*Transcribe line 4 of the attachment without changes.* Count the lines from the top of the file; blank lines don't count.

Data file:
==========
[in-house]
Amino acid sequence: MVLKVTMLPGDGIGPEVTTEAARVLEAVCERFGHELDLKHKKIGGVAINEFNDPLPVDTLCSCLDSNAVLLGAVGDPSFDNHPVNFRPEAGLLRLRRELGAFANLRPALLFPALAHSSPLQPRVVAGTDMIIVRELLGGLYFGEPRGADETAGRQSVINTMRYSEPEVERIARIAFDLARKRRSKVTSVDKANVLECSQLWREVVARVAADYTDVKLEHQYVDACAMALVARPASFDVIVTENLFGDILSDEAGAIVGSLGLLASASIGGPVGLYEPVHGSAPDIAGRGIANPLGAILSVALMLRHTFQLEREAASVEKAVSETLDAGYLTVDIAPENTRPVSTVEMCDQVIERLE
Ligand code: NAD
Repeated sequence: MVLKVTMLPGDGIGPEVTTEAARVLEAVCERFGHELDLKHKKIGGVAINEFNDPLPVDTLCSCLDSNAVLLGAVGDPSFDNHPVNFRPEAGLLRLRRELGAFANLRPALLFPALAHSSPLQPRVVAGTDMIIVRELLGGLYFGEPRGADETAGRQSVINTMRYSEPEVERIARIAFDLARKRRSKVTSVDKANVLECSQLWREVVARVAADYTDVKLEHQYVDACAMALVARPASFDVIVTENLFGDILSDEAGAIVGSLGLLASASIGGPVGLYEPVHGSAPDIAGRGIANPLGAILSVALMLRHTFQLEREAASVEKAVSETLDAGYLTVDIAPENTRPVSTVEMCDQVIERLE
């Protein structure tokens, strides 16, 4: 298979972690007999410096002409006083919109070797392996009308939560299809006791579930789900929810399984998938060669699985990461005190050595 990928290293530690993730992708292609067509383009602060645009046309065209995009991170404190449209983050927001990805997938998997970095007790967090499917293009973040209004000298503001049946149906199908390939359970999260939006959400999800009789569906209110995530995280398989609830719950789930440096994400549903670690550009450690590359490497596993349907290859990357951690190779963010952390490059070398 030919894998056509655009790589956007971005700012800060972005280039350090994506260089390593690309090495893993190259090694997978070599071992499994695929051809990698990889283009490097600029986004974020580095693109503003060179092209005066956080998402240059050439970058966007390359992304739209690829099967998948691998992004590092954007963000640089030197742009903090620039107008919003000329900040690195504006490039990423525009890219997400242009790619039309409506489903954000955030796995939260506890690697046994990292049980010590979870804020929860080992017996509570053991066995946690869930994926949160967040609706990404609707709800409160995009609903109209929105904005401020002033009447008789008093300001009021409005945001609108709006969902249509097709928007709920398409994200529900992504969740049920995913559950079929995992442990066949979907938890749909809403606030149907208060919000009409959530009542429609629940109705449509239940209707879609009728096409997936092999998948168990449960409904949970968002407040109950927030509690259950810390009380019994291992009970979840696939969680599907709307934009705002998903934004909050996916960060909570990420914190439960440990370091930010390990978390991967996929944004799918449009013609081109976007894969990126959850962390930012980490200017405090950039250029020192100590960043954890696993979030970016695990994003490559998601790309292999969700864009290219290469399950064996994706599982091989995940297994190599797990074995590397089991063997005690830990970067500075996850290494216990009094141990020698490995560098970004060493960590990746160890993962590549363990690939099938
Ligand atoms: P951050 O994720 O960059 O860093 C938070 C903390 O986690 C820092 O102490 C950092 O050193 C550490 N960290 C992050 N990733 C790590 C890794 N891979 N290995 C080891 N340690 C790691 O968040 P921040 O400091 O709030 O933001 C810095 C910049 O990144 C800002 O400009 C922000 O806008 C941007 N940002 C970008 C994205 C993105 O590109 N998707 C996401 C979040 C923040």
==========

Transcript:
Repeated sequence: MVLKVTMLPGDGIGPEVTTEAARVLEAVCERFGHELDLKHKKIGGVAINEFNDPLPVDTLCSCLDSNAVLLGAVGDPSFDNHPVNFRPEAGLLRLRRELGAFANLRPALLFPALAHSSPLQPRVVAGTDMIIVRELLGGLYFGEPRGADETAGRQSVINTMRYSEPEVERIARIAFDLARKRRSKVTSVDKANVLECSQLWREVVARVAADYTDVKLEHQYVDACAMALVARPASFDVIVTENLFGDILSDEAGAIVGSLGLLASASIGGPVGLYEPVHGSAPDIAGRGIANPLGAILSVALMLRHTFQLEREAASVEKAVSETLDAGYLTVDIAPENTRPVSTVEMCDQVIERLE